Lavrentiy Beria: The Only Man Stalin Feared

Reading Time: 4 minutes

As the USSR mourned Stalin’s death in April 1953, a funeral procession left the Kremlin. Leading the procession stood the former head of the NKVD and the most feared man in Russia  – Lavrentiy Beria. After returning to the Politburo, he proudly proclaimed to his men, “I have done Stalin in and saved us all.” Though this story might be apocryphal – it has never been established for certain who was responsible for Stalin’s death – it speaks to the legend of Beria as ruthless, dangerous and bold. Despite his importance in the Stalinist regime, later USSR leadership tried to erase Beria from history, because he was a symbol of fear and object of hate – supposedly, he was the only man that Stalin himself feared. However, despite Machiavelli’s assertion that “it is better to be feared than loved”, in the end Beria proved too ruthless for his own good and was left with no-one by his side.

A soldier by trade, Beria had begun his career in the Tcheka, the Bolshevik secret police, which he joined aged 22 in 1921, more because of ambition than real dedication to the cause. In fact, it would become apparent later in his career that Beria was not particularly communist, guided only by his thirst for power. Beria rose rapidly through the ranks, playing an important role in putting down nationalist revolts in Georgia in 1924 with characteristic zeal and cruelty, having over 10,000 revolutionaries shot. He carried out the rest of his tasks in the Tcheka remarkably effectively, including the dismantling of anti-USSR intelligence networks in the Soviet Caucusus. This caught Stalin’s eye.

To fuel his meteoric rise to power, Beria relied on an extensive network of spies, who he used to gather information on his superiors. After gaining their trust through zeal and hard work, Beria threatened to reveal their secrets, leading them to step down. For example, he blackmailed Gaoiz Devdariani, the Secretary of the Georgian Communist Party, in this way to rise through the Georgian Communist Party ranks. By 1931, he had taken Devadariani’s place.

Around this time, Stalin was in the process of becoming the uncontested leader of the USSR. To do so, however, he needed competent, scruple-less and loyal men on his side. Beria was originally recruited by Stalin because of their common homeland of Georgia, which enabled them to talk together in Georgian on confidential topics, a language which few Russians could understand. Beria had other valuable qualities: he was obedient, efficient and suitably ruthless. He famously bragged that, “In 24 hours, I can make anyone confess that they are the King of England.”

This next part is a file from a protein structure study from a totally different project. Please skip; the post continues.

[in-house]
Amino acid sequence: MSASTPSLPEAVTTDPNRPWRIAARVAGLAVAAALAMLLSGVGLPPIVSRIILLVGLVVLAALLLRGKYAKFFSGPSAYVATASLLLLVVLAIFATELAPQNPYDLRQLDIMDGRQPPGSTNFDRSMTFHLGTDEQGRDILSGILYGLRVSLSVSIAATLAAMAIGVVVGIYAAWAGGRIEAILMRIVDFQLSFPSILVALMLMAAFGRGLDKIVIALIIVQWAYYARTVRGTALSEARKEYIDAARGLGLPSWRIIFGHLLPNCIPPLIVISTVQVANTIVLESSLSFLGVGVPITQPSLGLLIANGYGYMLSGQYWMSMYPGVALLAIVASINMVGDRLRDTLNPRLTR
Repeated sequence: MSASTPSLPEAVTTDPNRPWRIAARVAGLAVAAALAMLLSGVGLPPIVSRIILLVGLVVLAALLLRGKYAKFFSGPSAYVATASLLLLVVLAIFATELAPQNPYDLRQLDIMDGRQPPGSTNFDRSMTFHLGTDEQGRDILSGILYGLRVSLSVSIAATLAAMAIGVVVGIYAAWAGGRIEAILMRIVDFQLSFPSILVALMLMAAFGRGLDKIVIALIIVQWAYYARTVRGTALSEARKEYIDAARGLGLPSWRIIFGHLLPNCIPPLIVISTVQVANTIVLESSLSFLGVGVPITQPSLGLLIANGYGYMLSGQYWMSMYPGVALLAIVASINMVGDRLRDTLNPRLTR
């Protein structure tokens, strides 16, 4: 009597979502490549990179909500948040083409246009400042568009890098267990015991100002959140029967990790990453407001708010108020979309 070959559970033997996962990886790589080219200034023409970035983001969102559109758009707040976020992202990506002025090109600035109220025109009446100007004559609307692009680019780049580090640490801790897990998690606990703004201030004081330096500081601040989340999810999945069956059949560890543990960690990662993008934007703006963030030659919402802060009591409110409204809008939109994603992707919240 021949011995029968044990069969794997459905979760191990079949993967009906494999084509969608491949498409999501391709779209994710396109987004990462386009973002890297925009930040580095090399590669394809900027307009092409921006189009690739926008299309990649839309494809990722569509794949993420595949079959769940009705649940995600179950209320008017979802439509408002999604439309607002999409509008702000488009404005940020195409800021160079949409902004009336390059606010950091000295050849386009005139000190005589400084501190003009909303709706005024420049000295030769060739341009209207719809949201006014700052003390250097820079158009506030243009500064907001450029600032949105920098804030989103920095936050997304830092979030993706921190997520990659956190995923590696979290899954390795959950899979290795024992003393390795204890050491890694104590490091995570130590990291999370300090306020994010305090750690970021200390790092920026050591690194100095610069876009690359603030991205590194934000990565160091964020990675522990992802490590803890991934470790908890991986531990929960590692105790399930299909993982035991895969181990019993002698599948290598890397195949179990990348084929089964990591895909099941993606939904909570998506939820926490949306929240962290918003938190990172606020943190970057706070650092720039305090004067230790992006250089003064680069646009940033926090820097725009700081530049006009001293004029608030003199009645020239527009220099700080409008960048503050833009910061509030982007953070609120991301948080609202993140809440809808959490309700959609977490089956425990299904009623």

However, even valuable men were not free from Stalin’s paranoia, and he was prone to purge anyone on a whim. To ensure his safety, Beria had an ace up his sleeve: he and his wife regularly visited Ekaterina Dzughashvili, Stalin’s mother, in Tbilisi where they both lived. By gaining her trust, Beria was also able to become one of Stalin’s closest allies. Beria also published a book on the history of the USSR, in which Stalin held the most important position and was essentially deified. The original author of the book had been tortured and killed, and Beria reaped the benefits of his publication in the form of increasingly frequent favours from Stalin. 

One of these favours was Stalin’s promotion of Beria to Deputy Head of the NKVD, the predecessor of the KGB, in 1938. Ever ambitious, he set his sights on the leader of the NKVD, Nikolai Yezhov, and brought about his downfall. Thus, he quickly parlayed his position as Deputy Head into that of the sole leader of the NKVD.

Upon taking control of the NKVD, Beria amnestied and freed hundreds of prisoners to bolster his public image, but this was a mere front. He quickly resumed Stalin’s purges: hundreds of thousands were executed, tortured or sent to Siberia on his direct orders. Beria supervised the deportation and methodical killing of political enemies from every corner of the Soviet Union, in some instances signing the death warrant for tens of thousands, such as the April 1940 Katyn massacre, where 22,000 Polish POWs were simultaneously killed. The  same brutality was exercised even over trivial matters: Nikolai Starostin was sent to the Gulag because he was the president of Spartak Moscow football club, the bitter rivals of Beria’s beloved Dynamo Moscow.